Friday, June 22, 2018

CAFC vacates TTAB decision in Royal Crown/ "zero" case

The issue was the dismissal of Royal Crown's opposition to proposed marks of Coca-Cola:

Royal Crown Company, Inc. and Dr Pepper/Seven Up,
Inc. (together, “Royal Crown”) appeal a decision of the
Trademark Trial and Appeal Board (“the Board”) dismissing
Royal Crown’s opposition to the registration of The
Coca Cola Company’s (“TCCC”) trademarks for various
soft drinks and sports drinks including the term ZERO.
Royal Crown Co. v. Coca-Cola Co. (TTAB Decision),
Opposition No. 91178927 (Parent Case), 2016 TTAB
LEXIS 234 (T.T.A.B. May 23, 2016).1 Because we conclude
that the Board erred in its legal framing of the
question of the claimed genericness of TCCC’s marks, and
failed to determine whether, if not generic, the marks
were at least highly descriptive,


Whether the Board applied the correct legal standard
to the facts is a question of law. Princeton Vanguard,
LLC v. Frito-Lay N. Am., Inc., 786 F.3d 960, 964 (Fed.
Cir. 2015) (citing In re Dial–A–Mattress Operating Corp.,
240 F.3d 1341, 1345 (Fed. Cir. 2001)). We review the
Board’s legal determinations de novo and without deference.
Hewlett-Packard Co. v. Packard Press, Inc., 281
F.3d 1261, 1265 (Fed. Cir. 2002).
Whether an asserted mark is generic or descriptive is
a question of fact. Princeton Vanguard, 786 F.3d at 964
(citing In re, LP, 573 F.3d 1300, 1301 (Fed.
Cir. 2009)); In re Bayer Aktiengesellschaft, 488 F.3d 960,
964 (Fed. Cir. 2007). “On appellate review of the Board’s
factual finding of genericness, we determine whether, on
the entirety of the record, there was substantial evidence
to support the determination.”, 573 F.3d at
We review the Board’s factual findings for substantial
evidence, which requires “such relevant evidence as a
reasonable mind might accept as adequate to support a
conclusion.” Consol. Edison Co. of N.Y. v. N.L.R.B, 305
U.S. 197, 229 (1938). The Board’s analysis must encompass
the entire evidentiary record. See Princeton Vanguard,
786 F.3d at 970.
At the outset, because TCCC seeks registration of its
ZERO-containing marks under Section 2(f) of the Lanham
Act, TCCC has conceded that ZERO is not inherently
distinctive in association with the genus of goods at
issue—soft drinks, energy drinks, and sports drinks. And,
TCCC thus concedes that ZERO is, to some extent, descriptive.
The only relief Royal Crown seeks in its oppositions
to TCCC’s applications is that TCCC be required to
disclaim the term ZERO.


If the Board concludes that Royal Crown has not met
its burden to demonstrate the genericness of TCCC’s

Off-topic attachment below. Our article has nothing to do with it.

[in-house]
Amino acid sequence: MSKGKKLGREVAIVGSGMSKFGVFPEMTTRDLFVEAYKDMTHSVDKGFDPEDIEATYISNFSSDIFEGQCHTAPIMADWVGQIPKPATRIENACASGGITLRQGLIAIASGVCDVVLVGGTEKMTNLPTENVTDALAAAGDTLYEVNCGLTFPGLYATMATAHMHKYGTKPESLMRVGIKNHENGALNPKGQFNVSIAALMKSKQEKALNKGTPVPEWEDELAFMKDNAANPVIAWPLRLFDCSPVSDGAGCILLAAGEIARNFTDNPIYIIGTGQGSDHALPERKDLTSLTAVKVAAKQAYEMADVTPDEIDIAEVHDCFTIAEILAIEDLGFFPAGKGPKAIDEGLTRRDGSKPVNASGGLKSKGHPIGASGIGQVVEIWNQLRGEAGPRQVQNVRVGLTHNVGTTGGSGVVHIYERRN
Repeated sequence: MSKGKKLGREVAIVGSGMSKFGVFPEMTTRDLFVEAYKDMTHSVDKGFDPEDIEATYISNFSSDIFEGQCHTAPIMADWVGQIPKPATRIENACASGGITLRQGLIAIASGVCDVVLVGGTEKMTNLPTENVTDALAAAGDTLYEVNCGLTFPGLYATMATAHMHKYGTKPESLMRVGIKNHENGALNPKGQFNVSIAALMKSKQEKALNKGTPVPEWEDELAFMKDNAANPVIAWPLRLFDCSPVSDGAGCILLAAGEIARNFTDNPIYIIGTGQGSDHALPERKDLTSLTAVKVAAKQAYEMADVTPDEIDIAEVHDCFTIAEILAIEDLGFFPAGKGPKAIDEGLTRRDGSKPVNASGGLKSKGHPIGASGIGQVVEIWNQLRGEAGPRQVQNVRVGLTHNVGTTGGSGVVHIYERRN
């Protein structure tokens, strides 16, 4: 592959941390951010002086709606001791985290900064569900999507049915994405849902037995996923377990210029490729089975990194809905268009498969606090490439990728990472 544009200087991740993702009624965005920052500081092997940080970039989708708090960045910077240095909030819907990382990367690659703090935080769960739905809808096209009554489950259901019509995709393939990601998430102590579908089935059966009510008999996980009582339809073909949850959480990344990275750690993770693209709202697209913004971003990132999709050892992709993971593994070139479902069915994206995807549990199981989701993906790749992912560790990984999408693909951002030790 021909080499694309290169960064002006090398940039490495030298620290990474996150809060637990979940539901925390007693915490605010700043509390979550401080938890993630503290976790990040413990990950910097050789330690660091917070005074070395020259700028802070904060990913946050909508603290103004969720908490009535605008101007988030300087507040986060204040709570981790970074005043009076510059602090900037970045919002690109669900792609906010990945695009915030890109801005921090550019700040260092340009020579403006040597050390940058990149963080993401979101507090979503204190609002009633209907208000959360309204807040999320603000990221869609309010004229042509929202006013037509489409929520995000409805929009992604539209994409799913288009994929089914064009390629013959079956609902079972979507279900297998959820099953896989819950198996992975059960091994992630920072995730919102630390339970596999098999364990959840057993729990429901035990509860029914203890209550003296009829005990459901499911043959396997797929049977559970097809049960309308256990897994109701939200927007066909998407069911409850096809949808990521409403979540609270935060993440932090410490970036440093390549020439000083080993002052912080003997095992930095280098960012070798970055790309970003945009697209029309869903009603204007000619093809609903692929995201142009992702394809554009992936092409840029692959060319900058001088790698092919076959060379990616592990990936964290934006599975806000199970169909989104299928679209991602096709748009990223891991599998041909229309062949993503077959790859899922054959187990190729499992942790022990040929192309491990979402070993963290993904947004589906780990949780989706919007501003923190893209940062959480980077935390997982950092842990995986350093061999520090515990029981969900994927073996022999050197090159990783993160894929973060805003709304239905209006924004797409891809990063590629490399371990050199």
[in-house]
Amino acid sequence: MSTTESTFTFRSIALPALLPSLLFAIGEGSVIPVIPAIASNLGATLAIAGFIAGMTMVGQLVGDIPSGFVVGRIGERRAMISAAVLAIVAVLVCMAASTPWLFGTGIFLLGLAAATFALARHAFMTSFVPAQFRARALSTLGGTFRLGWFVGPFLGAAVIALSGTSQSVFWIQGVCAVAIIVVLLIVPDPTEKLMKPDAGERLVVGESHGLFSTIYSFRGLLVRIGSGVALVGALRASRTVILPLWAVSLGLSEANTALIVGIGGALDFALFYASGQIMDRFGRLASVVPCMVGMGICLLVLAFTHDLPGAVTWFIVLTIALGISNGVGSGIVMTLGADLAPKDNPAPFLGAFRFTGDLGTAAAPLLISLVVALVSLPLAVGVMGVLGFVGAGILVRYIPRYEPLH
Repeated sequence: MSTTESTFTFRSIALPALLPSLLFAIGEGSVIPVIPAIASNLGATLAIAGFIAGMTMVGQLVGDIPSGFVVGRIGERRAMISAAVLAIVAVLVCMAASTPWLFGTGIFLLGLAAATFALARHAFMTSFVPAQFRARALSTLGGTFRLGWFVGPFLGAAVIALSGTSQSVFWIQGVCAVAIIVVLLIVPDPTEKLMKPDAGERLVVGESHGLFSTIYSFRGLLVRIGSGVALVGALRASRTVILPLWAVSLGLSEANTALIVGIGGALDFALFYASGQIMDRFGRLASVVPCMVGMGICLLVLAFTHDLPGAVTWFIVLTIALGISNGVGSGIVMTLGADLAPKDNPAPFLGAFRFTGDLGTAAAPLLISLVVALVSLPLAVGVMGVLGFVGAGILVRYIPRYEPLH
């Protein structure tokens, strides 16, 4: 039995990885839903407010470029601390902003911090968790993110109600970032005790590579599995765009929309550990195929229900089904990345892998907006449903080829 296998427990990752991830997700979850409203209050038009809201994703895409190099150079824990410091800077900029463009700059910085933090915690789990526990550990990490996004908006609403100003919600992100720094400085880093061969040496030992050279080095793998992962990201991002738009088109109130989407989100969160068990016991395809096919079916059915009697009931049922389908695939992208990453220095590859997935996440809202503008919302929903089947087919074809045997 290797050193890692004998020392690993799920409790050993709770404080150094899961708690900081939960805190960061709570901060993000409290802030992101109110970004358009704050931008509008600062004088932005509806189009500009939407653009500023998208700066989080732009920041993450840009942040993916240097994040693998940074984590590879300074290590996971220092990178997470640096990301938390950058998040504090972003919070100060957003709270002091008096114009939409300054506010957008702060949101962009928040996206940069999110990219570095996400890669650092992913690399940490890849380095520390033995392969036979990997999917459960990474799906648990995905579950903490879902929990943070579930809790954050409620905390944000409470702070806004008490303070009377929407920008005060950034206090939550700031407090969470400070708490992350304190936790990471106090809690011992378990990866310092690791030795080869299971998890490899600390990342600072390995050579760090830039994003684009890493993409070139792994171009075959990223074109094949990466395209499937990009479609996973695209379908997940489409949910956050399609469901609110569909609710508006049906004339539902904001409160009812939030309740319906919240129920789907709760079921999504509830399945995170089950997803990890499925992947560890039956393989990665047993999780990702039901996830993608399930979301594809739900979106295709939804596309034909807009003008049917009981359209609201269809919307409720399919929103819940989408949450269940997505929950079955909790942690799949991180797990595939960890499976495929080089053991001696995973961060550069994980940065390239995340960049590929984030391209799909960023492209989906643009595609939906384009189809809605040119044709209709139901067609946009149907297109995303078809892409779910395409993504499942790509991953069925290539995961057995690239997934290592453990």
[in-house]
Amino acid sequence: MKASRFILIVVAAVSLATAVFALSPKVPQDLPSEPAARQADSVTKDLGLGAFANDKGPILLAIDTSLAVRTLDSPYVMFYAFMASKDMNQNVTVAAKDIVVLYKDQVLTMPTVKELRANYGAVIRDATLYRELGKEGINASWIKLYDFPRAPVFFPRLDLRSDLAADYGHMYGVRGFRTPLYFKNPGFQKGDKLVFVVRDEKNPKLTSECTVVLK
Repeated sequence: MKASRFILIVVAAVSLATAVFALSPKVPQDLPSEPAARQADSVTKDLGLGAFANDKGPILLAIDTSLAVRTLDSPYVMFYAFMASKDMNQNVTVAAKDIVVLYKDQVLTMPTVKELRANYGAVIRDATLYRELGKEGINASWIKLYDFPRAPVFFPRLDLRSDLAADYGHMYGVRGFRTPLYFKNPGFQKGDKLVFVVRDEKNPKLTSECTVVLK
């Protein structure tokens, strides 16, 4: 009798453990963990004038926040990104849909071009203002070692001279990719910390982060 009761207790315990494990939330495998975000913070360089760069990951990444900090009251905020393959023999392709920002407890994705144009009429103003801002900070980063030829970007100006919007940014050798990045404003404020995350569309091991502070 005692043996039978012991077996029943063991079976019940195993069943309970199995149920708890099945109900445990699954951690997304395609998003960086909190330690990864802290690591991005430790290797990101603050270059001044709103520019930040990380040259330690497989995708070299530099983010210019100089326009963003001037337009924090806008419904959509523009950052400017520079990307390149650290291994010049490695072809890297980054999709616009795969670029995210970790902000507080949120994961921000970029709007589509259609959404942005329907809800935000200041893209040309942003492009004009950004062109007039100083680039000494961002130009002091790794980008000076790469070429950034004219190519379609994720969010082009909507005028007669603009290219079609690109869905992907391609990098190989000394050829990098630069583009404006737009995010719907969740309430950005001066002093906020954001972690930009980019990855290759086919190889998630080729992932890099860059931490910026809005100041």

ZERO-bearing marks, TCCC will need to demonstrate the
acquired distinctiveness of its marks—that, “in the minds
of the public, the primary significance of a product feature
or term is to identify the source of the product rather than
the product itself.” Coach Servs., Inc. v. Triumph Learning
LLC, 668 F.3d 1356, 1379 (Fed. Cir. 2012) (quoting
Dial-A-Mattress, 240 F.3d at 1347). Only then can marks
such as the marks TCCC claims, which TCCC has conceded
are not inherently distinctive based on its Section 2(f)
filings, qualify for registration on the principal register.
See 15 U.S.C. § 1052(f); Two Pesos, Inc. v. Taco Cabana,
Inc., 505 U.S. 763, 769 (1992).

The outcome:

We conclude the Board erred in its legal framing of
the genericness inquiry in two ways—it failed to examine
whether ZERO identified a key aspect of the genus at
issue, and it failed to examine how the relevant public
understood the brand name at issue when used with the
descriptive term ZERO. We also find that the Board
should have first assessed the level of the marks’ descriptiveness
before determining whether TCCC satisfied its
burden of establishing acquired distinctiveness. Absent
such a finding, it is not possible for us to review on appeal
whether the evidentiary record can support the Board’s
finding of acquired distinctiveness. We vacate and remand
for the Board to apply the proper legal standard for
genericness an

As to genericness:

“The critical issue in
genericness cases is whether members of the relevant
public primarily use or understand the term sought to be
protected to refer to the genus of goods or services in


The Board’s approach was erroneous. The Board
asked the wrong question in assessing the alleged genericness
of the ZERO term. Specifically, the Board failed to
consider that “a term can be generic for a genus of goods
or services if the relevant public . . . understands the term
to refer to a key aspect of that genus.” In re Cordua
Rests., Inc., 823 F.3d 594, 603 (Fed. Cir. 2016) (emphasis
added). We explained in In re Cordua that “the test is not
only whether the relevant public would itself use the term
to describe the genus, but also whether the relevant
public would understand the term to be generic
. Any
term that the relevant public understands to refer to the
genus . . . is generic.”


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